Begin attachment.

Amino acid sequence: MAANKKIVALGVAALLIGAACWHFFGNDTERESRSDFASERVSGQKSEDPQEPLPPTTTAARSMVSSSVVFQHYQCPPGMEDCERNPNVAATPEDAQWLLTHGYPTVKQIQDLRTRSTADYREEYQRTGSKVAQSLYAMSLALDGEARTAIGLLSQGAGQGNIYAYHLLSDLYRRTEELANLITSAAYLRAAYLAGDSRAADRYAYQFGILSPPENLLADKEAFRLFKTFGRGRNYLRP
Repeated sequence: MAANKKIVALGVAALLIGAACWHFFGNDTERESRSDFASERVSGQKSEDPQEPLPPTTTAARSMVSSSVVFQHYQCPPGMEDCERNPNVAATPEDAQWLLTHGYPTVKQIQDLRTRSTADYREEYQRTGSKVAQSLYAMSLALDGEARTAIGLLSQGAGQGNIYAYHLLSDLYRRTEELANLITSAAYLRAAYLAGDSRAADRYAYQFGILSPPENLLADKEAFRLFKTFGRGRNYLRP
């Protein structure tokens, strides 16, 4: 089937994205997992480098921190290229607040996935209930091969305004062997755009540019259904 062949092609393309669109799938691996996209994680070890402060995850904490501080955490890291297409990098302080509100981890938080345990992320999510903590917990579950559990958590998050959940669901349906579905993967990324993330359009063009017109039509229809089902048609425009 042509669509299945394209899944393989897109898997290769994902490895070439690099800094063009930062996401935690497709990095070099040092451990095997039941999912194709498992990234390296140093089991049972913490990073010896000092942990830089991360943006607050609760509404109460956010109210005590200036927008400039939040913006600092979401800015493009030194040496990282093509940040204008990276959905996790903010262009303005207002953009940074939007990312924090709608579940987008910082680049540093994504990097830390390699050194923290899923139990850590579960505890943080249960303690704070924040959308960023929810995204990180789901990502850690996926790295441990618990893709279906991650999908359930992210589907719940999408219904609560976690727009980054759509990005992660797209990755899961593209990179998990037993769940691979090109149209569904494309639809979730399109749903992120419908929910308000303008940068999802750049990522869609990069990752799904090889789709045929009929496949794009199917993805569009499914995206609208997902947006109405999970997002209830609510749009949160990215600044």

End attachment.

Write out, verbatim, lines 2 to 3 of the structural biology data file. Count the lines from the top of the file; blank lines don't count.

Repeated sequence: MAANKKIVALGVAALLIGAACWHFFGNDTERESRSDFASERVSGQKSEDPQEPLPPTTTAARSMVSSSVVFQHYQCPPGMEDCERNPNVAATPEDAQWLLTHGYPTVKQIQDLRTRSTADYREEYQRTGSKVAQSLYAMSLALDGEARTAIGLLSQGAGQGNIYAYHLLSDLYRRTEELANLITSAAYLRAAYLAGDSRAADRYAYQFGILSPPENLLADKEAFRLFKTFGRGRNYLRP
């Protein structure tokens, strides 16, 4: 089937994205997992480098921190290229607040996935209930091969305004062997755009540019259904 062949092609393309669109799938691996996209994680070890402060995850904490501080955490890291297409990098302080509100981890938080345990992320999510903590917990579950559990958590998050959940669901349906579905993967990324993330359009063009017109039509229809089902048609425009 042509669509299945394209899944393989897109898997290769994902490895070439690099800094063009930062996401935690497709990095070099040092451990095997039941999912194709498992990234390296140093089991049972913490990073010896000092942990830089991360943006607050609760509404109460956010109210005590200036927008400039939040913006600092979401800015493009030194040496990282093509940040204008990276959905996790903010262009303005207002953009940074939007990312924090709608579940987008910082680049540093994504990097830390390699050194923290899923139990850590579960505890943080249960303690704070924040959308960023929810995204990180789901990502850690996926790295441990618990893709279906991650999908359930992210589907719940999408219904609560976690727009980054759509990005992660797209990755899961593209990179998990037993769940691979090109149209569904494309639809979730399109749903992120419908929910308000303008940068999802750049990522869609990069990752799904090889789709045929009929496949794009199917993805569009499914995206609208997902947006109405999970997002209830609510749009949160990215600044």